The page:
Patt Morrison

<em>Patt Morrison</em> is known for its innovative discussions of local politics and culture, as well as its presentation of the effects of national and world news on Southern California. Hosted by

Patt Morrison for

Patt Morrison for August 23, 2011

Segments From This Episode

1

Did NATO help pave the way for Sharia law in Libya?

2
3

The broken promise of a “green economy”: few jobs created by federal and state money

In recent years, politicians like Barack Obama and Jerry Brown have talked a lot about the potential of a “green economy” to create millions of jobs and reinvigorate the nation’s finances, but a new study by the Brookings Institution has found otherwise: clean-technology jobs only account for 2% of American employment. Though California leads the nation with its 320,000 “green jobs”—90,000 of which are concentrated in the L.A. Metropolitan area—Silicon Valley ranked only slightly above the nationwide average, with 2.2%. In fact, emerging employment figures indicate that efforts by federal and state governments to pump money into these jobs are proving dramatically unsuccessful. Two years ago, California was awarded $186 million in federal stimulus money to fix drafty homes, but so far about only half of the money has been spent, and only 538 full-time jobs have been created. The $59 million in federal, state and local money meant for green job training and apprenticeships has also yielded disappointing results, with 719 job placements. The number of green jobs has even declined in some areas, with a loss of 492 positions in the South Bay between 2003 and 2010. Though California’s own environmental legislation has helped create a business environment hospitable to a new green economy, nationwide declines in construction and demand have hurt the wide-spread growth of green jobs. Why have so many fewer jobs been created than originally promised? And have companies and the government overestimated how much the public really cares about energy efficiency?

4
5
6

Could the erosion of the American middle class be a lasting trend?

The American middle class was a hurting bunch before the “great recession” of 2008 struck—for decades the gap between the rich and poor in this country has been growing at a fairly steady pace and middle class incomes had been largely stagnant. An analysis from Citigroup back in 2005 found that all of the movement and spending in the American economy was among the top reaches of wealth: the richest 1 percent of households possessed as much wealth as the bottom 90 percent and with each passing year a greater share of the nation’s assets were flowing into their pockets. It’s not surprising that as the financial crisis spread out over the past three years the situation has become exacerbated: according to figures from Gallup, from May 2009 to May 2011 daily consumer spending rose by 16 percent among Americans earning more than $90,000 a year; among all other Americans, spending was completely flat. As politicians wrestle with job creation there is a real possibility that the slow erosion of the American middle class, once the strength of this country, will become a permanent trend that is now evidenced by persistent high unemployment among those middle income workers. The troubling trend is not just seen in the U.S. but in other developed countries as well. New research from the University of Oxford found that in the week of several recent financial crises the rich have usually strengthened their economic position while the middle class suffered depressed income for a long time after a crisis. We look at a growing body of research that paints a bleak picture for the middle class and what could be an economy that is forever changed.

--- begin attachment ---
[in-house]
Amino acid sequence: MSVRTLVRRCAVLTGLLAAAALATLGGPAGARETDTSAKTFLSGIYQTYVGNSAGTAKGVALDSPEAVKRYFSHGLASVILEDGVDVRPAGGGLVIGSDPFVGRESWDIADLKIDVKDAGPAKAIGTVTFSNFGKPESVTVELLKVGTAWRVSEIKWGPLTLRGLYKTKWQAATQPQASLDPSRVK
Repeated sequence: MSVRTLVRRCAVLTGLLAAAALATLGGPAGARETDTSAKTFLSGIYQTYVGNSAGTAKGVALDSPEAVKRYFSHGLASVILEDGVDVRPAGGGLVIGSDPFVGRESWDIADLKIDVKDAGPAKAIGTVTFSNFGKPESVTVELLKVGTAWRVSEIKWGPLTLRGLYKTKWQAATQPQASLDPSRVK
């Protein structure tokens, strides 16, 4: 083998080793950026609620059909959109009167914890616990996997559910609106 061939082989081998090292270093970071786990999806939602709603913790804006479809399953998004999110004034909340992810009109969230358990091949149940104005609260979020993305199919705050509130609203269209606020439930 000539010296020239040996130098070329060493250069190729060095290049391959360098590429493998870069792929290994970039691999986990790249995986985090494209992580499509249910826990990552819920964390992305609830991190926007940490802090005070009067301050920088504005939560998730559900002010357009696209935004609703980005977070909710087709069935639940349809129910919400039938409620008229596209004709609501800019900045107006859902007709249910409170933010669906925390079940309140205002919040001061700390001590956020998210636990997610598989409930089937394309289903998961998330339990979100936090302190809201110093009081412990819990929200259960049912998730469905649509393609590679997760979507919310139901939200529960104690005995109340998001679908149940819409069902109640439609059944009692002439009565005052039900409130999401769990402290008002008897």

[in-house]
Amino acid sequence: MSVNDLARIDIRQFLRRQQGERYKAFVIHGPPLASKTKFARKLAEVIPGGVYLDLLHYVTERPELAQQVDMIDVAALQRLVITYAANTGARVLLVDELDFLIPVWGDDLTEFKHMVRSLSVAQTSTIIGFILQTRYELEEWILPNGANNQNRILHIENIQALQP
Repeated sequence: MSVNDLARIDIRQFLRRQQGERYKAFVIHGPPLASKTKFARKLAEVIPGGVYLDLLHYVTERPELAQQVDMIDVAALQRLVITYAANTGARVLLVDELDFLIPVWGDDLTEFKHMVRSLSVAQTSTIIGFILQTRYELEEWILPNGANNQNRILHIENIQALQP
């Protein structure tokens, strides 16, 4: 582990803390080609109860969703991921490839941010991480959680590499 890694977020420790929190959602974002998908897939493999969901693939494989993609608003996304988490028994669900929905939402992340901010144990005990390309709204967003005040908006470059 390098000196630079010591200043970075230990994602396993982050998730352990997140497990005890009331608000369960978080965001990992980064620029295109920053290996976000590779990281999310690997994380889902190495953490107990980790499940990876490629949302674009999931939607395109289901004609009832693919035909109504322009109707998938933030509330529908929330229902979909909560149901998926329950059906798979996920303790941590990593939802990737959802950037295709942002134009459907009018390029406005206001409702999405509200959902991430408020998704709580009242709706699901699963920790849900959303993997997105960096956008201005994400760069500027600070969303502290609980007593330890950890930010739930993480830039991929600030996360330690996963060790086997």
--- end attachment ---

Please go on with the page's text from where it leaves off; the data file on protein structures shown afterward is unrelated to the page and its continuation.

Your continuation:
Recent Episodes from Patt Morrison

Patt Morrison for September 7, 2012

Broadcasting live from the Democratic National Convention in Charlotte, North Carolina, we check up on how President Obama's speech checks out. And Hollywood's been at the DNC – actors Richard Schiff and Beau Bridges riff on that enduring connection. Also, Comedy Congress’ big wrapup in Charlotte – Diane Sawyer talks about her age and Mike Dukakis talks about what ifs.

Patt Morrison for September 6, 2012

It’s old home day at the Democratic Convention... that is, if your home is California. The Golden State’s Attorney General Kamala Harris, southern California Congresswoman Judy Chu, and actor Richard Schiff, he is of "The West Wing" and a new political show called "Chasing the Hill." Plus, a post game analysis of former President Bill Clinton’s address to the Democratic troops.

Patt Morrison for September 5, 2012

We’ll hear the First Lady’s speech but what does her body language say? We’ll be reading it. And, what party muckety mucks are keeping away from President Obama and staying home from the Democrats’ big dance? We’ll do the Charlotte two step.

Patt Morrison for September 4, 2012

How do the conventions look to the rest of the world? And how well do foreigners understand the electoral college? We’re polyglot with the foreign press in Charlotte. And, what did Nancy Pelosi tell Comedy Congress about Clint Eastwood and his chair?

Browse the Patt Morrison Archives

    Enjoy The Frame? Try KPCC’s other programs.